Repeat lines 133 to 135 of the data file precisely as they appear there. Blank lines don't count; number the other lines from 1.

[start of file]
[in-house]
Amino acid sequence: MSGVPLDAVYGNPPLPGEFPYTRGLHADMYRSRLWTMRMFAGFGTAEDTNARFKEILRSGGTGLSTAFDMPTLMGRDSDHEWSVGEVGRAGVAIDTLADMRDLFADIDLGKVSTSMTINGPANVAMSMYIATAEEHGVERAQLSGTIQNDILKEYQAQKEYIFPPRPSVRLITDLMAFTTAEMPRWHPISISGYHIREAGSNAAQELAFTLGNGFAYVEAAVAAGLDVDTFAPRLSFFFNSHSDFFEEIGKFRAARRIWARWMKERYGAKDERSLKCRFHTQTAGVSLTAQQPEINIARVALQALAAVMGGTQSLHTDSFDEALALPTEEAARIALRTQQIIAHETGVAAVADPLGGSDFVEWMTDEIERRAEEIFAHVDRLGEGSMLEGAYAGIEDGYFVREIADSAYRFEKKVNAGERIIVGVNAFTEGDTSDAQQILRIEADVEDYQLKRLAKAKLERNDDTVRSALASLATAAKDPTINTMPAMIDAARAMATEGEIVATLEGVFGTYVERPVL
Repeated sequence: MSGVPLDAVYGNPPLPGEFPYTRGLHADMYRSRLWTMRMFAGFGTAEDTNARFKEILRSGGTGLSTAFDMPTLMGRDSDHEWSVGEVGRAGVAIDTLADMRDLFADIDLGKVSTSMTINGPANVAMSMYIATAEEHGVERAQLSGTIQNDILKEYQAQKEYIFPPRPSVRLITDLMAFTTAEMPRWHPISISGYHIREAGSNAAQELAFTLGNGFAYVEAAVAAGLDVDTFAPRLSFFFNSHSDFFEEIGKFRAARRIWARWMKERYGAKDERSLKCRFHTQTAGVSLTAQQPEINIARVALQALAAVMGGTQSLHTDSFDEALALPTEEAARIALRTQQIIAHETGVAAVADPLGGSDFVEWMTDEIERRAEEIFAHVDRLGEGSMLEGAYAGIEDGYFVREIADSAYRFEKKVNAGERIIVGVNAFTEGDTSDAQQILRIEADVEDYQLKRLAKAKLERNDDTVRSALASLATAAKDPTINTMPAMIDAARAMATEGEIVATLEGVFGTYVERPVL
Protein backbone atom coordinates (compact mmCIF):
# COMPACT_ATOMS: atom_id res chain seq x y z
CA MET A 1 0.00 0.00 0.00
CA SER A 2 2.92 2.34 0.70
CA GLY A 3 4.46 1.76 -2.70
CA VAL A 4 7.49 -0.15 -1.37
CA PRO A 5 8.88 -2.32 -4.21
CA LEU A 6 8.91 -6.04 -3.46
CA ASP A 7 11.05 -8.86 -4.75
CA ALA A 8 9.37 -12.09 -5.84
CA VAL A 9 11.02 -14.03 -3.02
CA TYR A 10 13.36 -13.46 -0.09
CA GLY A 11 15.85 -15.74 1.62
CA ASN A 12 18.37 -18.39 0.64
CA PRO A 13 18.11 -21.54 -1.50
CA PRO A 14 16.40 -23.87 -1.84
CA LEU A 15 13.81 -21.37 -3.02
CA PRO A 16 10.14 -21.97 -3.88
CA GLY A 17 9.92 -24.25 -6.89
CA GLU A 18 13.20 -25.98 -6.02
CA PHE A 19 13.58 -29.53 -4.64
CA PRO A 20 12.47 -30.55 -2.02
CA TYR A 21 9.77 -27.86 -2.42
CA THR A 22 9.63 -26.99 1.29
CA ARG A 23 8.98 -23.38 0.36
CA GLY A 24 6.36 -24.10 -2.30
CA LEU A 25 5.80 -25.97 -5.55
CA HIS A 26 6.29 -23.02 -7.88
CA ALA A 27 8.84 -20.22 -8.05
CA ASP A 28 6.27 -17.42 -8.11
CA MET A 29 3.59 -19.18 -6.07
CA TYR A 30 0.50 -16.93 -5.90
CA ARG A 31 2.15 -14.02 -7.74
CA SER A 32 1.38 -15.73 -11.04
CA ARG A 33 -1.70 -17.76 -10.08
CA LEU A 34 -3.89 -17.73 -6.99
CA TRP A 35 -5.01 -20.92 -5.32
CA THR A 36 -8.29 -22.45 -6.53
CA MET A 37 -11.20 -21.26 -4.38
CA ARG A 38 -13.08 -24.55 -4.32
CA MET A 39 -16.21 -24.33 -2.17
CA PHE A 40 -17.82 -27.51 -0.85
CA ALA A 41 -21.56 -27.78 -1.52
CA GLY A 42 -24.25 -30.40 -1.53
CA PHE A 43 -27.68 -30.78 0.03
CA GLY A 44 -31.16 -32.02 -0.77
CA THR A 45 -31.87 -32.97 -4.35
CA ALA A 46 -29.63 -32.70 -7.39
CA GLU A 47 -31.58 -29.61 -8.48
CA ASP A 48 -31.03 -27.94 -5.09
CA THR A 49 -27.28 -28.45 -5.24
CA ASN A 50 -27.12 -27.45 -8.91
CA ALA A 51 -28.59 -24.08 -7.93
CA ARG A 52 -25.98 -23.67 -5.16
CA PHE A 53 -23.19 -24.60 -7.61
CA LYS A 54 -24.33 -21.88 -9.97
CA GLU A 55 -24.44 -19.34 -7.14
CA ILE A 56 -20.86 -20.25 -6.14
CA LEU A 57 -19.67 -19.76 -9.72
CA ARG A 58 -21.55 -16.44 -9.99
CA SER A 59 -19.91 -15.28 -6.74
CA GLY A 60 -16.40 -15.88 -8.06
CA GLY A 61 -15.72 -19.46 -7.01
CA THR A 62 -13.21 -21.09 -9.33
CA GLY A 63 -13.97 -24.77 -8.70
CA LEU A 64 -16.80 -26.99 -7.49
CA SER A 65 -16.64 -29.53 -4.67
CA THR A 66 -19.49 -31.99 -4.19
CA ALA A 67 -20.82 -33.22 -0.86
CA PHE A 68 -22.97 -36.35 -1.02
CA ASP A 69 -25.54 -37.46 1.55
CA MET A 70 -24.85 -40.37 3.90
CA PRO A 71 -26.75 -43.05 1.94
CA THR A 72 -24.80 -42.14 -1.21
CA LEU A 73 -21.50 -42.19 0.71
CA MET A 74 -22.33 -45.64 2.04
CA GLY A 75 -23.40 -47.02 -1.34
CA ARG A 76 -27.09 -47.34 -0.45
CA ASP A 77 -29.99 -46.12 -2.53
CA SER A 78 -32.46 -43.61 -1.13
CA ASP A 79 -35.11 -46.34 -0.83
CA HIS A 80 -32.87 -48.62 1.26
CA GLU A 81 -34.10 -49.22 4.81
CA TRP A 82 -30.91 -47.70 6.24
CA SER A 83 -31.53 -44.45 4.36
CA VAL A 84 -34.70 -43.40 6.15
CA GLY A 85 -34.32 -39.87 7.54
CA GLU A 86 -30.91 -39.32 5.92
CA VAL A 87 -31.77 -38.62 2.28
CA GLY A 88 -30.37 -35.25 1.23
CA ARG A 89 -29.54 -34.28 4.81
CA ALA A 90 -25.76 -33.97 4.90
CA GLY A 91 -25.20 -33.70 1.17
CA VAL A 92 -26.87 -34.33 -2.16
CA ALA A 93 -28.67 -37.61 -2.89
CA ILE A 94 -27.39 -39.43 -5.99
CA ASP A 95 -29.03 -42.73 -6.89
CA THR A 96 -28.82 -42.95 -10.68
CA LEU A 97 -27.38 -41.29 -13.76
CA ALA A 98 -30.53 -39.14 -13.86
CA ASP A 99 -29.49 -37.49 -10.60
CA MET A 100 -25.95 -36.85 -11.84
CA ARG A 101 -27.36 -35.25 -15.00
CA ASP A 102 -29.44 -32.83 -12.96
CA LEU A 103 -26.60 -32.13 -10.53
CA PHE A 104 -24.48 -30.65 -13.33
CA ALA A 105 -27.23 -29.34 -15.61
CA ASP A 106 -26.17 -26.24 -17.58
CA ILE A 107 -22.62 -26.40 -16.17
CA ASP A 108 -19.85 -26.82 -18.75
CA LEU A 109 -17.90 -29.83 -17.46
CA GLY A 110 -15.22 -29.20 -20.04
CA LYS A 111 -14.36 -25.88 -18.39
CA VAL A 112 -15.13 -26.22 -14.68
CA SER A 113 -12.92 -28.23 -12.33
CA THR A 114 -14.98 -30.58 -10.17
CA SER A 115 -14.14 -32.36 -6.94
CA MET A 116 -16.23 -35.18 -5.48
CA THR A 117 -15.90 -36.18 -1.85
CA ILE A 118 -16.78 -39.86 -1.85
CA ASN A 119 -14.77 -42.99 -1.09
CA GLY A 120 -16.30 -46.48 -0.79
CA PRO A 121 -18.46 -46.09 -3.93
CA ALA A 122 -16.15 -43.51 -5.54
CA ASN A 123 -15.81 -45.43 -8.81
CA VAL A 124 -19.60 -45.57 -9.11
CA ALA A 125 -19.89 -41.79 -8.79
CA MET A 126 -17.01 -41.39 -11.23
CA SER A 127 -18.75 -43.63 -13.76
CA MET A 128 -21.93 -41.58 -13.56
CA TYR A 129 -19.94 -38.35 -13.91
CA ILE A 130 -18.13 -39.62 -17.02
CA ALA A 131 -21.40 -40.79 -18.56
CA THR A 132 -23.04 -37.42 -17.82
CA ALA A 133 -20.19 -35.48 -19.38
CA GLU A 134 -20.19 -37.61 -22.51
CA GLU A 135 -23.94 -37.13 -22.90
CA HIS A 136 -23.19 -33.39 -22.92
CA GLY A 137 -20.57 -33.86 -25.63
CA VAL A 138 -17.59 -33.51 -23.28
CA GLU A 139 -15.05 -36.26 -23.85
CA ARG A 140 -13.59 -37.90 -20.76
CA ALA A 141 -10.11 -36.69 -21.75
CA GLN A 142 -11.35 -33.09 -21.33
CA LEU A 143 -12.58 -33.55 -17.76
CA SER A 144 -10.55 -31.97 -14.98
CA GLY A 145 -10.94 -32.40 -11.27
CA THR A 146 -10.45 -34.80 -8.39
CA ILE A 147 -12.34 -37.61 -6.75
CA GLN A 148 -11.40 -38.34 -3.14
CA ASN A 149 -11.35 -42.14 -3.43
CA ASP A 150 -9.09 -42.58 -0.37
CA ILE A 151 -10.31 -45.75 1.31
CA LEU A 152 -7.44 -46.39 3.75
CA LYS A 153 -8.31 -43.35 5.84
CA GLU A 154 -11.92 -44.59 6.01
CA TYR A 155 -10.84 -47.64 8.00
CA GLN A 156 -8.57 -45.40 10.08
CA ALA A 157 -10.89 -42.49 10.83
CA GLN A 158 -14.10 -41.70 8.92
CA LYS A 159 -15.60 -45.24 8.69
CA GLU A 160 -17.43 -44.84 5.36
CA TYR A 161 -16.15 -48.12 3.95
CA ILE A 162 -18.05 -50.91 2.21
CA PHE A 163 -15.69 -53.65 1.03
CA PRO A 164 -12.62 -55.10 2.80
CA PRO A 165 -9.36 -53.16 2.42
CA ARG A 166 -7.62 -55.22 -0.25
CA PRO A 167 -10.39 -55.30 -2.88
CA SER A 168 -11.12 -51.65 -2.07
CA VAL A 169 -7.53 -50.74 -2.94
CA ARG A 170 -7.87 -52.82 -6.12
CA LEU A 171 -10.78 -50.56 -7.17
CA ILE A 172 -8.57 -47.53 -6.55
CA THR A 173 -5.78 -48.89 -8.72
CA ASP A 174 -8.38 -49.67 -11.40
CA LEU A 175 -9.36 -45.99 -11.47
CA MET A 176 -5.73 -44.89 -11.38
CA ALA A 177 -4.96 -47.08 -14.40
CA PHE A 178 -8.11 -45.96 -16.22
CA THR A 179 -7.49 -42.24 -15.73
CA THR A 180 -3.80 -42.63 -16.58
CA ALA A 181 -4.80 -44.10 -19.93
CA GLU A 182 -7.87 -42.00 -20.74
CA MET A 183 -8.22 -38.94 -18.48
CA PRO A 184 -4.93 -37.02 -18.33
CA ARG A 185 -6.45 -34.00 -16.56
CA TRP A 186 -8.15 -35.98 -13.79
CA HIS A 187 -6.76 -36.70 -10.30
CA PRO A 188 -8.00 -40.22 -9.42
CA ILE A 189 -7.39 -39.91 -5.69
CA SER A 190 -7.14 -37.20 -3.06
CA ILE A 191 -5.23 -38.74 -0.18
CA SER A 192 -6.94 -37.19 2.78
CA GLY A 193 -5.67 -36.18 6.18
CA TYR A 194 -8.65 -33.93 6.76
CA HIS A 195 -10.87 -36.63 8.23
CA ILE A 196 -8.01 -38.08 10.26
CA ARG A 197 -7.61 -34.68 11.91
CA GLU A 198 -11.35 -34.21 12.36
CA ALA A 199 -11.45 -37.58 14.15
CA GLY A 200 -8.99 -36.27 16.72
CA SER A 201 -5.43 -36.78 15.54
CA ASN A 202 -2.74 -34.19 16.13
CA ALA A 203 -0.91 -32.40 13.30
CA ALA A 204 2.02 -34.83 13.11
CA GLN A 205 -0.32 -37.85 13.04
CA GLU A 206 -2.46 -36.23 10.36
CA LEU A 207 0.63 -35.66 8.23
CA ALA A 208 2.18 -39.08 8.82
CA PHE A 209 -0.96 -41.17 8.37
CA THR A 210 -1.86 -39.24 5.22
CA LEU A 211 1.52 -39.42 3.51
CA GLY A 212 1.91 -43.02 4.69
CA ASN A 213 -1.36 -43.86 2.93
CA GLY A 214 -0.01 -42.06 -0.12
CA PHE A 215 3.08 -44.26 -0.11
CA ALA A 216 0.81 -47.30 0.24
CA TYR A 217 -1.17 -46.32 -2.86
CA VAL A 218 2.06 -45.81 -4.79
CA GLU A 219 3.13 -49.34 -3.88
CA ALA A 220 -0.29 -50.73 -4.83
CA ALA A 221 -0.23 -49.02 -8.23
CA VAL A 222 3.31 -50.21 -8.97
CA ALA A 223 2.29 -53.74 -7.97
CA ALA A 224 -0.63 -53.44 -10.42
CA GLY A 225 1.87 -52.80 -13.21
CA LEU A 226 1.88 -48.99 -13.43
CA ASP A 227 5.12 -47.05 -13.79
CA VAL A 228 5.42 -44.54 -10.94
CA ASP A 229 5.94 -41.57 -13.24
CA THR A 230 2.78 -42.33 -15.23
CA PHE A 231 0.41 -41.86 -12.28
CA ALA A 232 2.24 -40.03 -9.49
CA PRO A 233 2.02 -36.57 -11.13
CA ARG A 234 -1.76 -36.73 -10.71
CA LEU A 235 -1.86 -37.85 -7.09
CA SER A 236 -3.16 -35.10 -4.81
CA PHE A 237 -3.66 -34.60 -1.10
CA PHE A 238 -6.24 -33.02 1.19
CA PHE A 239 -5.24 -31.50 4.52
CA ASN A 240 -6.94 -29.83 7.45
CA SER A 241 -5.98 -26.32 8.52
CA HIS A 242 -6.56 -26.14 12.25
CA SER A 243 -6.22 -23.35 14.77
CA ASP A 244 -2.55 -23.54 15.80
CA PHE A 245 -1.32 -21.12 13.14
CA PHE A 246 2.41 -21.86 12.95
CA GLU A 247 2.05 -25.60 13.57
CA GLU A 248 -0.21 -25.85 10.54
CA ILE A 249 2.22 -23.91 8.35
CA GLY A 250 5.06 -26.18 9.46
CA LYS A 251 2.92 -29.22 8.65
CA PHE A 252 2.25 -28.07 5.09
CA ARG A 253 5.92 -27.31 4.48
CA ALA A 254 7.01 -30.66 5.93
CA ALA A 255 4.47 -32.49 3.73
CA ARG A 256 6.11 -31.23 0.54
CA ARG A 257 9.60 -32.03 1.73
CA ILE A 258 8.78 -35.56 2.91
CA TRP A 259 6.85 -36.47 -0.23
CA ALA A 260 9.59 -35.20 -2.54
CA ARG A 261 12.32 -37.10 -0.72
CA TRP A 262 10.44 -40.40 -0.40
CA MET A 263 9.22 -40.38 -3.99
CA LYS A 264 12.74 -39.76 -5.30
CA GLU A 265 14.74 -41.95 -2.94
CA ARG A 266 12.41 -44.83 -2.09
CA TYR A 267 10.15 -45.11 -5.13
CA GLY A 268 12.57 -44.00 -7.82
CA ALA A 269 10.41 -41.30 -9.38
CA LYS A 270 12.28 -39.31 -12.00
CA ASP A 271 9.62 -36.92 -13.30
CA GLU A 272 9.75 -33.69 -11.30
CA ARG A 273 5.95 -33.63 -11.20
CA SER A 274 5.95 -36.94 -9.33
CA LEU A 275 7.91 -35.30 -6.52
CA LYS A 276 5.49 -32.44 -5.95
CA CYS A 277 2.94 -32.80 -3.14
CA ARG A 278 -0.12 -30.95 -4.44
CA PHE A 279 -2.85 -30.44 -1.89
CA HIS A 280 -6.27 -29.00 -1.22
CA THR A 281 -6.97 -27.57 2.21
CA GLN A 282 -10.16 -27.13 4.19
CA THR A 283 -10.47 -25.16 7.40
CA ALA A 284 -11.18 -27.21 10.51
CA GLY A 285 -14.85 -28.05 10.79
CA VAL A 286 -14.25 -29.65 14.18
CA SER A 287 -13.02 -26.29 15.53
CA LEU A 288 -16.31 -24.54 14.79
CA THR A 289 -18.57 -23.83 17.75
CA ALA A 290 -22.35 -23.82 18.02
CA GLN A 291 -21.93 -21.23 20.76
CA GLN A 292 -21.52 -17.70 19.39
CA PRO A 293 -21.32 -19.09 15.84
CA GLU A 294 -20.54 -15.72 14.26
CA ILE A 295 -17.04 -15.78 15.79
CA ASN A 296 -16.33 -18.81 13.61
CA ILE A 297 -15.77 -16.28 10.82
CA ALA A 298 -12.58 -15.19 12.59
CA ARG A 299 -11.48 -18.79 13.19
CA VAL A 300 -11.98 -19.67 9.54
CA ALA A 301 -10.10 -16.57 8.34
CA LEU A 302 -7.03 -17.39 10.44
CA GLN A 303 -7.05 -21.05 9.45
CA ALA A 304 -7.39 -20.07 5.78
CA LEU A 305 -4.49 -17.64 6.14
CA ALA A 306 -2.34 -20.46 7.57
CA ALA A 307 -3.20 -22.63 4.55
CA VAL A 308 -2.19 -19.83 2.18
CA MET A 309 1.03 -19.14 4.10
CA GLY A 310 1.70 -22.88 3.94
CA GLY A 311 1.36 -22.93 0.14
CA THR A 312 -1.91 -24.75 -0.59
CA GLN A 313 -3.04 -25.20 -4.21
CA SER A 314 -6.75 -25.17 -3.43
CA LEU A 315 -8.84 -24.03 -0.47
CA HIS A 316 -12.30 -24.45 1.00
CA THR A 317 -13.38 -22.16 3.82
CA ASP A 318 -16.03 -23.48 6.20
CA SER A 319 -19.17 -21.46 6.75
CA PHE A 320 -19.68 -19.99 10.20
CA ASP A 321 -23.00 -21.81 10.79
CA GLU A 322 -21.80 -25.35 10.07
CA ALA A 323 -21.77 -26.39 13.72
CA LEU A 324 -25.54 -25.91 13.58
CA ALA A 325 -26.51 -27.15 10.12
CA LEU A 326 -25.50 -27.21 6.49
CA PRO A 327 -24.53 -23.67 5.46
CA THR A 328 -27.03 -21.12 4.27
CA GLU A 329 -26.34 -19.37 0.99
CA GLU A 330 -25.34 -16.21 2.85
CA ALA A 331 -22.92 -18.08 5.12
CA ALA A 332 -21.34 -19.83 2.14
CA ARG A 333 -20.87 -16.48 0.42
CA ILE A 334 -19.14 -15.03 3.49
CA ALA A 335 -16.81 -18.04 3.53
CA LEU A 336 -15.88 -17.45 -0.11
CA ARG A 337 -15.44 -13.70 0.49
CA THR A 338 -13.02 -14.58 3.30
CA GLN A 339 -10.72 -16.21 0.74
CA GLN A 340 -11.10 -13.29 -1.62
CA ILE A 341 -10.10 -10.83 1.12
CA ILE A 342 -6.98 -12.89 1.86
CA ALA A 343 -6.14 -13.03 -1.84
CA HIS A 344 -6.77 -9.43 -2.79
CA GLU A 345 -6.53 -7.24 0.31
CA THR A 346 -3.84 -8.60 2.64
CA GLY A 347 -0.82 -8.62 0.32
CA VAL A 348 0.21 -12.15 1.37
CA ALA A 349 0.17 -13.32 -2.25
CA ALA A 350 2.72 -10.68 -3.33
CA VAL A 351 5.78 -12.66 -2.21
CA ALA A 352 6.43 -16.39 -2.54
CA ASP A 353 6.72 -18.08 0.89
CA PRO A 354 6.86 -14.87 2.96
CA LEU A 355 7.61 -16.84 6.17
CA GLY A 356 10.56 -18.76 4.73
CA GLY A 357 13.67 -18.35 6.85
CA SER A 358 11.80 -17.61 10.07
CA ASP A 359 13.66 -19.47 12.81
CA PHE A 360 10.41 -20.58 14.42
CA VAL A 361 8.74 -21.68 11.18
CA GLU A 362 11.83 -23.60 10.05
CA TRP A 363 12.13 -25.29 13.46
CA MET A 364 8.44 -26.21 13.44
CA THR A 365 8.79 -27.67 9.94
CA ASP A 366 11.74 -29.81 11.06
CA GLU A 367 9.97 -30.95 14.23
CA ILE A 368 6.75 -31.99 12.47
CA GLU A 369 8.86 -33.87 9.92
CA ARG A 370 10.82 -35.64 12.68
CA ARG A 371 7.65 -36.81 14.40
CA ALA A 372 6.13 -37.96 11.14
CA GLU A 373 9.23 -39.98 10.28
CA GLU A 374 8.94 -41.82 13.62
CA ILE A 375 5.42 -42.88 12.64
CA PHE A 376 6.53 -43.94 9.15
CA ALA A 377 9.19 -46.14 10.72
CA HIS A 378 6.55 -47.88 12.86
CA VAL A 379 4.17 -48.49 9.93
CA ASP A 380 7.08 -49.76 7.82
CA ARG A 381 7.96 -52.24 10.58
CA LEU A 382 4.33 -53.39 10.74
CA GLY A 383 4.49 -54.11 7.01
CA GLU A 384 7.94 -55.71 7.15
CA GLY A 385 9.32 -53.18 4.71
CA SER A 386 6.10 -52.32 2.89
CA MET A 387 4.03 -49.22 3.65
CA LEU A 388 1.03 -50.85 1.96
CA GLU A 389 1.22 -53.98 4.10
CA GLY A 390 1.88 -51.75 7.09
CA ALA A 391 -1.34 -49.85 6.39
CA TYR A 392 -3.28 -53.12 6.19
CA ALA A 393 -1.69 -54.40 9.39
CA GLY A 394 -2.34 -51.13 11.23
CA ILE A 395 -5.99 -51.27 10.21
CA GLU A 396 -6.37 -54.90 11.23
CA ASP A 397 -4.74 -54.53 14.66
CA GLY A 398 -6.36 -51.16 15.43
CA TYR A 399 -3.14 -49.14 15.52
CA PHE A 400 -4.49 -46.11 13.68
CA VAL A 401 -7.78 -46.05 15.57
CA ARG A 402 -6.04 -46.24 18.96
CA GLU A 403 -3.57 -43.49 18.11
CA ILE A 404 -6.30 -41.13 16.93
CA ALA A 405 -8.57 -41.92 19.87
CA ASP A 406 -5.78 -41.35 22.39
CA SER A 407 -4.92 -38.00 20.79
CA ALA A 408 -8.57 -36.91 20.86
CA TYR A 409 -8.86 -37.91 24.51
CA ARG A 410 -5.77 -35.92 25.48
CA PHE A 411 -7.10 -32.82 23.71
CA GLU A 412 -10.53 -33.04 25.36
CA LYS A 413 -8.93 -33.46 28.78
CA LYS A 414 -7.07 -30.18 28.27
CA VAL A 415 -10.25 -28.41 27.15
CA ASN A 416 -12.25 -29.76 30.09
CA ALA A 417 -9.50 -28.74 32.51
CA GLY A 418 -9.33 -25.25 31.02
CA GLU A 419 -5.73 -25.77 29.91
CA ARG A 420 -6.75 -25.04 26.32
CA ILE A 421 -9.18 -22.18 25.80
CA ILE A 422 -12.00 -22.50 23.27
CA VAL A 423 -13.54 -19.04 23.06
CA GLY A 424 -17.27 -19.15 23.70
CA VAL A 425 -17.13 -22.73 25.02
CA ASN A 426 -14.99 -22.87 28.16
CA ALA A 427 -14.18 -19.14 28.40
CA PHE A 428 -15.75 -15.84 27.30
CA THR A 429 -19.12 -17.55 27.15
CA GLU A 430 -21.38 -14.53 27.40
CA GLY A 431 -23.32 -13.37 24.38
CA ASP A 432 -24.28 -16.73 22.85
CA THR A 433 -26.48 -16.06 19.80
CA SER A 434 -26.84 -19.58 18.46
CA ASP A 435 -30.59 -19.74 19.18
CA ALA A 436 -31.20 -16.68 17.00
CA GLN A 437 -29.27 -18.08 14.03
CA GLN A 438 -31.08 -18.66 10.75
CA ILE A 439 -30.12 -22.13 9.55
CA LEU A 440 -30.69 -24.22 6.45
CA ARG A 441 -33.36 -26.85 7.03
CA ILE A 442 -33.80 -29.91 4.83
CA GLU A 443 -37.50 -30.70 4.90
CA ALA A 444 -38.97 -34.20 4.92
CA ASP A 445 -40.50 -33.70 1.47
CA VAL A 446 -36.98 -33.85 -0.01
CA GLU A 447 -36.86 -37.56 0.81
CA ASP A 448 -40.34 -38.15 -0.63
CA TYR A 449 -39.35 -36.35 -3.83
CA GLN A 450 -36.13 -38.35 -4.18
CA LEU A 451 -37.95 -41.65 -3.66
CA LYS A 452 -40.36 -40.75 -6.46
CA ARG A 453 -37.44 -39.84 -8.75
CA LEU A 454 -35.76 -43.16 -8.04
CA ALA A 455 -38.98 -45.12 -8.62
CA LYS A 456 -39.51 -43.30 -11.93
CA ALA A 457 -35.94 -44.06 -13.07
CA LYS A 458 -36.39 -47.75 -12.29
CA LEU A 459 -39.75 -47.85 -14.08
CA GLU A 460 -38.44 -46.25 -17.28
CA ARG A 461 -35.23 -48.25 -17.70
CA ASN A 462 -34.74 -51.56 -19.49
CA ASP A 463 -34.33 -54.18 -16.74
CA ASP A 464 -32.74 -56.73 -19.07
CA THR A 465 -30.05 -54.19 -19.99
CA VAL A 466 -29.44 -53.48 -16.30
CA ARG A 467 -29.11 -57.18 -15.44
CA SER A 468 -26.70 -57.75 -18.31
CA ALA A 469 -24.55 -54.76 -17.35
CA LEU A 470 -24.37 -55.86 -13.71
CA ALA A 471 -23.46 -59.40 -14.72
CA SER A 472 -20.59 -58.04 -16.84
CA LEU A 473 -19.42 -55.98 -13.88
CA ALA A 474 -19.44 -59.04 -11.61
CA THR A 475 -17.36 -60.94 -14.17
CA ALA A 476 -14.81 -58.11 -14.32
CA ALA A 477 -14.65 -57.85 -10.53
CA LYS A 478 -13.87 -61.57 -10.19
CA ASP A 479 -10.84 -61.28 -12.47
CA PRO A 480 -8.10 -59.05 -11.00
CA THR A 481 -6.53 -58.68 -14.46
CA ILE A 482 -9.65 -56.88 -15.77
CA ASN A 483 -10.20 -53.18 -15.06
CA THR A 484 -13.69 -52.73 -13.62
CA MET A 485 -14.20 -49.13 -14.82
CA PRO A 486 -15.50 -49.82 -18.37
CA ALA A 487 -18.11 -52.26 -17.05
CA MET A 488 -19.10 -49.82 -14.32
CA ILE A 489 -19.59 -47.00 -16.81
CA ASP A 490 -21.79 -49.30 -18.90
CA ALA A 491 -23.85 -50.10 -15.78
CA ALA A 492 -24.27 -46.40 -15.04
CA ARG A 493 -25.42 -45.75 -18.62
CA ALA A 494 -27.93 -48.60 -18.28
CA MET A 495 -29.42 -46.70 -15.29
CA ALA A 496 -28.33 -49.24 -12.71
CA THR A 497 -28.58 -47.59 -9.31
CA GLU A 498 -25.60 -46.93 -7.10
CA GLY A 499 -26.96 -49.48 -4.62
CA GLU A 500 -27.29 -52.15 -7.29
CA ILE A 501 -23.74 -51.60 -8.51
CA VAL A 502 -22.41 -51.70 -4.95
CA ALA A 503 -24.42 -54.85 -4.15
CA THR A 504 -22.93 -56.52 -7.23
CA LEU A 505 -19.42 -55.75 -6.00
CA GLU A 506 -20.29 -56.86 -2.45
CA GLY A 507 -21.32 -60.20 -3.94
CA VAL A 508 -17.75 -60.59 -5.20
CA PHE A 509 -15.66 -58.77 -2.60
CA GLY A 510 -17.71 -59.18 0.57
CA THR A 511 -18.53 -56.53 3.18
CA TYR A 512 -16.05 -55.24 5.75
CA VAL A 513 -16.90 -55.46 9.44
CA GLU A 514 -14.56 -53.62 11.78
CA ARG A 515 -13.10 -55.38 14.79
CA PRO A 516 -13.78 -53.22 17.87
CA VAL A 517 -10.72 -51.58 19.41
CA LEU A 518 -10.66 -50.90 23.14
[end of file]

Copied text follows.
CA MET A 128 -21.93 -41.58 -13.56
CA TYR A 129 -19.94 -38.35 -13.91
CA ILE A 130 -18.13 -39.62 -17.02